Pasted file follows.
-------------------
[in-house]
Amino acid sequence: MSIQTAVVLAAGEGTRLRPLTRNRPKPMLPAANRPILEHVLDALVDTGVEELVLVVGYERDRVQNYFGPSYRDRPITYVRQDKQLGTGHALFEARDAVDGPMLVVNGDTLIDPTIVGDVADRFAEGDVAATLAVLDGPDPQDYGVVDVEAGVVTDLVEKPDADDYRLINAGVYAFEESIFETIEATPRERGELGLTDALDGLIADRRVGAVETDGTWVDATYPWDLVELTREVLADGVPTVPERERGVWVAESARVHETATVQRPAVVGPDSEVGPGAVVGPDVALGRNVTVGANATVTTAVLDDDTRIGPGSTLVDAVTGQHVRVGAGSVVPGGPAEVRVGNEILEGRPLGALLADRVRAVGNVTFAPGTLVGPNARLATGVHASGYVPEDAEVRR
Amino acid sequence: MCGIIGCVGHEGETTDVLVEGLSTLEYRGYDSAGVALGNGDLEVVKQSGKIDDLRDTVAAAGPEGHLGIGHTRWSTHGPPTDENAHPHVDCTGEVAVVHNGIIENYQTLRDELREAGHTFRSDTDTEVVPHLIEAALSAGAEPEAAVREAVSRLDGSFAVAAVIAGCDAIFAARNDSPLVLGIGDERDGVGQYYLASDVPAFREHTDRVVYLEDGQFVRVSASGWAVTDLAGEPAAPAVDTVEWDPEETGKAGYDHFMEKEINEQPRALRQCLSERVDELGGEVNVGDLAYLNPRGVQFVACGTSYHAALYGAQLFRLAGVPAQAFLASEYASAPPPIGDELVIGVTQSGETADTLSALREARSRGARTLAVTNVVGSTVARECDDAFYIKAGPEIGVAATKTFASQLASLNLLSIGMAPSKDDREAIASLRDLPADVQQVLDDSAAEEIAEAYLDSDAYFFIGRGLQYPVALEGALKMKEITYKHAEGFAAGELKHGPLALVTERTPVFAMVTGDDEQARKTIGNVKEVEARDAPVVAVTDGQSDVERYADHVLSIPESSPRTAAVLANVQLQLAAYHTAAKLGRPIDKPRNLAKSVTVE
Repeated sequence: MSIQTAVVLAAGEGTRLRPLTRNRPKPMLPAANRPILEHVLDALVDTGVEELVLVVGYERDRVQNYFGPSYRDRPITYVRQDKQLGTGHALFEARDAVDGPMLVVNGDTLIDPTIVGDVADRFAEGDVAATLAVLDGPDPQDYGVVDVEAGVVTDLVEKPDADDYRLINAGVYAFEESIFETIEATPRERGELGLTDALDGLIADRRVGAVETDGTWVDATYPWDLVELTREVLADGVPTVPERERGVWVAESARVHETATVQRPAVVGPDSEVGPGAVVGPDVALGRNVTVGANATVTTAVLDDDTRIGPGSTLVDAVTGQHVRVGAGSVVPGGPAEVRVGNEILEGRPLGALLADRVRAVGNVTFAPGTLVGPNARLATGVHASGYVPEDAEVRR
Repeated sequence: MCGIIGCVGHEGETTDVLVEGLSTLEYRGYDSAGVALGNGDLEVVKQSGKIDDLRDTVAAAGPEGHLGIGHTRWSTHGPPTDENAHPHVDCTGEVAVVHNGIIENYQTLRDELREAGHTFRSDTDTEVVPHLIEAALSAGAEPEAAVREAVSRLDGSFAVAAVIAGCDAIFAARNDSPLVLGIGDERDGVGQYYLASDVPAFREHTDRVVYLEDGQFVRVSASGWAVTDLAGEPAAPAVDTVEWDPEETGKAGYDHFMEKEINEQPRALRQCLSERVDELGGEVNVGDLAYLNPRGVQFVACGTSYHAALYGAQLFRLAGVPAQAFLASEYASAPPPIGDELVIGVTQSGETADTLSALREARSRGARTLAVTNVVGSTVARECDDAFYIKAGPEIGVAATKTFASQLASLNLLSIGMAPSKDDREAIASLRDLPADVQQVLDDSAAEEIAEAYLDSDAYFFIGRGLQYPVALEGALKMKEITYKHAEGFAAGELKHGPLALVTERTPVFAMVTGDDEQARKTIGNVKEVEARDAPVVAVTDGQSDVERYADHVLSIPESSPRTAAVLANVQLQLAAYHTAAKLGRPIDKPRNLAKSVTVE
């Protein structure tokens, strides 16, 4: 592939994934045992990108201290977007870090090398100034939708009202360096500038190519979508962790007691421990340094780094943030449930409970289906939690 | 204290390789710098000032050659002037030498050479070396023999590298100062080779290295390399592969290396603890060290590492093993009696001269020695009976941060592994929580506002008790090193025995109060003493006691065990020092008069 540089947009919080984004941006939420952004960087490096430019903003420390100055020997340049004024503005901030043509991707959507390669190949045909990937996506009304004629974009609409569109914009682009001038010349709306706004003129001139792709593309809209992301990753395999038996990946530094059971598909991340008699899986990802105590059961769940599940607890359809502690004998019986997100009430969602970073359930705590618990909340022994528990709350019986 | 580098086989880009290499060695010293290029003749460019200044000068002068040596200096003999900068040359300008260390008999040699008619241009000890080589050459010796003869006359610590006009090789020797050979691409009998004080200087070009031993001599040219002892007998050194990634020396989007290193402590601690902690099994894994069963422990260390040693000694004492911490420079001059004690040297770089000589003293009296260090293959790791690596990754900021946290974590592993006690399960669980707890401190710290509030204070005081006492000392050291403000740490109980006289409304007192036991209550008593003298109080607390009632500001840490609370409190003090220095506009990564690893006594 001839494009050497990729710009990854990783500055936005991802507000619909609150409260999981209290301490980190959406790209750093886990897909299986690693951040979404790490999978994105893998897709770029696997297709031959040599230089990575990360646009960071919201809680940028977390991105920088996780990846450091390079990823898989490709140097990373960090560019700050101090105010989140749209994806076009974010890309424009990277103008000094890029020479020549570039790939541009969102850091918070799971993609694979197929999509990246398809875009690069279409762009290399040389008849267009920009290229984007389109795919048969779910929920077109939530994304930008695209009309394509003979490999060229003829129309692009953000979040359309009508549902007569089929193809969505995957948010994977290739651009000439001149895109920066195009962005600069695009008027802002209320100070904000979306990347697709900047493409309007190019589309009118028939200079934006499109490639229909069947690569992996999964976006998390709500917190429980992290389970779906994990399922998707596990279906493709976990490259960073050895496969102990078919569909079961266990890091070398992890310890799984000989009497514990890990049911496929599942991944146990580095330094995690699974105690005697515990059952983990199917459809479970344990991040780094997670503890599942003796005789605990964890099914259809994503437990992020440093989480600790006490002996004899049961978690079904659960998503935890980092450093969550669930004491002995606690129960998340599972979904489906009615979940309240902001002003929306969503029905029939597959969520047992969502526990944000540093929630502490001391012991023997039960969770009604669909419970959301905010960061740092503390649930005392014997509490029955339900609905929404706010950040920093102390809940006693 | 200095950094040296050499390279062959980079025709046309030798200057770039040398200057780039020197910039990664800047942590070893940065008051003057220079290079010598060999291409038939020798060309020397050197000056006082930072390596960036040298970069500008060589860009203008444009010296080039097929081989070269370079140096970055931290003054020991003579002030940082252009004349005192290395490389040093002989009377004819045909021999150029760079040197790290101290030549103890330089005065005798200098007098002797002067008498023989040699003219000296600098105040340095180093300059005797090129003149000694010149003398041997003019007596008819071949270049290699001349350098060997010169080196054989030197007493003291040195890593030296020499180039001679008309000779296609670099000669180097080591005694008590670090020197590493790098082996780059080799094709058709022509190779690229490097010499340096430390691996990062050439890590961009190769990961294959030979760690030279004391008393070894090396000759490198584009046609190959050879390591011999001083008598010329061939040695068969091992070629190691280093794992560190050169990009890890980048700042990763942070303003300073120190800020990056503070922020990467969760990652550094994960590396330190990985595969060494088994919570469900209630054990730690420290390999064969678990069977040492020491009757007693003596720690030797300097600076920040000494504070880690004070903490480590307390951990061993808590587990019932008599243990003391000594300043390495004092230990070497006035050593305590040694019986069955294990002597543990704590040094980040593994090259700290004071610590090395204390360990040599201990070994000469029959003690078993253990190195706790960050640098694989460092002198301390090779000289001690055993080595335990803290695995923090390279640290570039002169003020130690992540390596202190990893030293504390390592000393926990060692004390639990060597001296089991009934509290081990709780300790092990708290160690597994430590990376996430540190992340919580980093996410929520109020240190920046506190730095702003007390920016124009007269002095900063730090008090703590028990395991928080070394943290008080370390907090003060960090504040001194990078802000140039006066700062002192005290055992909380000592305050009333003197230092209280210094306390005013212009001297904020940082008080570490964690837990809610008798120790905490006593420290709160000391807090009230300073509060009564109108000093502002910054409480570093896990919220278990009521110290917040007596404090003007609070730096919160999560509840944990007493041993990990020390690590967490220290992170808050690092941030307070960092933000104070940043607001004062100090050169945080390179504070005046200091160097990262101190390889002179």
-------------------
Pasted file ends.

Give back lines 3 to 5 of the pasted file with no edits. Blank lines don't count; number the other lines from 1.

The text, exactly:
Amino acid sequence: MCGIIGCVGHEGETTDVLVEGLSTLEYRGYDSAGVALGNGDLEVVKQSGKIDDLRDTVAAAGPEGHLGIGHTRWSTHGPPTDENAHPHVDCTGEVAVVHNGIIENYQTLRDELREAGHTFRSDTDTEVVPHLIEAALSAGAEPEAAVREAVSRLDGSFAVAAVIAGCDAIFAARNDSPLVLGIGDERDGVGQYYLASDVPAFREHTDRVVYLEDGQFVRVSASGWAVTDLAGEPAAPAVDTVEWDPEETGKAGYDHFMEKEINEQPRALRQCLSERVDELGGEVNVGDLAYLNPRGVQFVACGTSYHAALYGAQLFRLAGVPAQAFLASEYASAPPPIGDELVIGVTQSGETADTLSALREARSRGARTLAVTNVVGSTVARECDDAFYIKAGPEIGVAATKTFASQLASLNLLSIGMAPSKDDREAIASLRDLPADVQQVLDDSAAEEIAEAYLDSDAYFFIGRGLQYPVALEGALKMKEITYKHAEGFAAGELKHGPLALVTERTPVFAMVTGDDEQARKTIGNVKEVEARDAPVVAVTDGQSDVERYADHVLSIPESSPRTAAVLANVQLQLAAYHTAAKLGRPIDKPRNLAKSVTVE
Repeated sequence: MSIQTAVVLAAGEGTRLRPLTRNRPKPMLPAANRPILEHVLDALVDTGVEELVLVVGYERDRVQNYFGPSYRDRPITYVRQDKQLGTGHALFEARDAVDGPMLVVNGDTLIDPTIVGDVADRFAEGDVAATLAVLDGPDPQDYGVVDVEAGVVTDLVEKPDADDYRLINAGVYAFEESIFETIEATPRERGELGLTDALDGLIADRRVGAVETDGTWVDATYPWDLVELTREVLADGVPTVPERERGVWVAESARVHETATVQRPAVVGPDSEVGPGAVVGPDVALGRNVTVGANATVTTAVLDDDTRIGPGSTLVDAVTGQHVRVGAGSVVPGGPAEVRVGNEILEGRPLGALLADRVRAVGNVTFAPGTLVGPNARLATGVHASGYVPEDAEVRR
Repeated sequence: MCGIIGCVGHEGETTDVLVEGLSTLEYRGYDSAGVALGNGDLEVVKQSGKIDDLRDTVAAAGPEGHLGIGHTRWSTHGPPTDENAHPHVDCTGEVAVVHNGIIENYQTLRDELREAGHTFRSDTDTEVVPHLIEAALSAGAEPEAAVREAVSRLDGSFAVAAVIAGCDAIFAARNDSPLVLGIGDERDGVGQYYLASDVPAFREHTDRVVYLEDGQFVRVSASGWAVTDLAGEPAAPAVDTVEWDPEETGKAGYDHFMEKEINEQPRALRQCLSERVDELGGEVNVGDLAYLNPRGVQFVACGTSYHAALYGAQLFRLAGVPAQAFLASEYASAPPPIGDELVIGVTQSGETADTLSALREARSRGARTLAVTNVVGSTVARECDDAFYIKAGPEIGVAATKTFASQLASLNLLSIGMAPSKDDREAIASLRDLPADVQQVLDDSAAEEIAEAYLDSDAYFFIGRGLQYPVALEGALKMKEITYKHAEGFAAGELKHGPLALVTERTPVFAMVTGDDEQARKTIGNVKEVEARDAPVVAVTDGQSDVERYADHVLSIPESSPRTAAVLANVQLQLAAYHTAAKLGRPIDKPRNLAKSVTVE